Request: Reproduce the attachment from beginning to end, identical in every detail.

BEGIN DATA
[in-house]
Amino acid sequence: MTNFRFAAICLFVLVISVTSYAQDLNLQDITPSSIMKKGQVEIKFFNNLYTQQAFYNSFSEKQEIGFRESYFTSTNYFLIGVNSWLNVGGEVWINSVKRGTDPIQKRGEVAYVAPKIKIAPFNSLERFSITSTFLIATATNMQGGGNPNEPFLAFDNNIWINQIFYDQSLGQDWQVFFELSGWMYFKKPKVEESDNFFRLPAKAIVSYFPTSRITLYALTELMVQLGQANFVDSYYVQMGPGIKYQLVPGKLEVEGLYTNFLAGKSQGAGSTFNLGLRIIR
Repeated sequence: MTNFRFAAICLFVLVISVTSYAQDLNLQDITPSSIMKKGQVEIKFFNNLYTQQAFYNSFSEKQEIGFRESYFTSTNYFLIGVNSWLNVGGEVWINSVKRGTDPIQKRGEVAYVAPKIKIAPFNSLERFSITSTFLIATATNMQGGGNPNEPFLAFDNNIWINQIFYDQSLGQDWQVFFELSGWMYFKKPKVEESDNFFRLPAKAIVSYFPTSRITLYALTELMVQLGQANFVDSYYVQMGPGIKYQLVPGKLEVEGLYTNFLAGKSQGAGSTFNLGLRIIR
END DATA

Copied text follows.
[in-house]
Amino acid sequence: MTNFRFAAICLFVLVISVTSYAQDLNLQDITPSSIMKKGQVEIKFFNNLYTQQAFYNSFSEKQEIGFRESYFTSTNYFLIGVNSWLNVGGEVWINSVKRGTDPIQKRGEVAYVAPKIKIAPFNSLERFSITSTFLIATATNMQGGGNPNEPFLAFDNNIWINQIFYDQSLGQDWQVFFELSGWMYFKKPKVEESDNFFRLPAKAIVSYFPTSRITLYALTELMVQLGQANFVDSYYVQMGPGIKYQLVPGKLEVEGLYTNFLAGKSQGAGSTFNLGLRIIR
Repeated sequence: MTNFRFAAICLFVLVISVTSYAQDLNLQDITPSSIMKKGQVEIKFFNNLYTQQAFYNSFSEKQEIGFRESYFTSTNYFLIGVNSWLNVGGEVWINSVKRGTDPIQKRGEVAYVAPKIKIAPFNSLERFSITSTFLIATATNMQGGGNPNEPFLAFDNNIWINQIFYDQSLGQDWQVFFELSGWMYFKKPKVEESDNFFRLPAKAIVSYFPTSRITLYALTELMVQLGQANFVDSYYVQMGPGIKYQLVPGKLEVEGLYTNFLAGKSQGAGSTFNLGLRIIR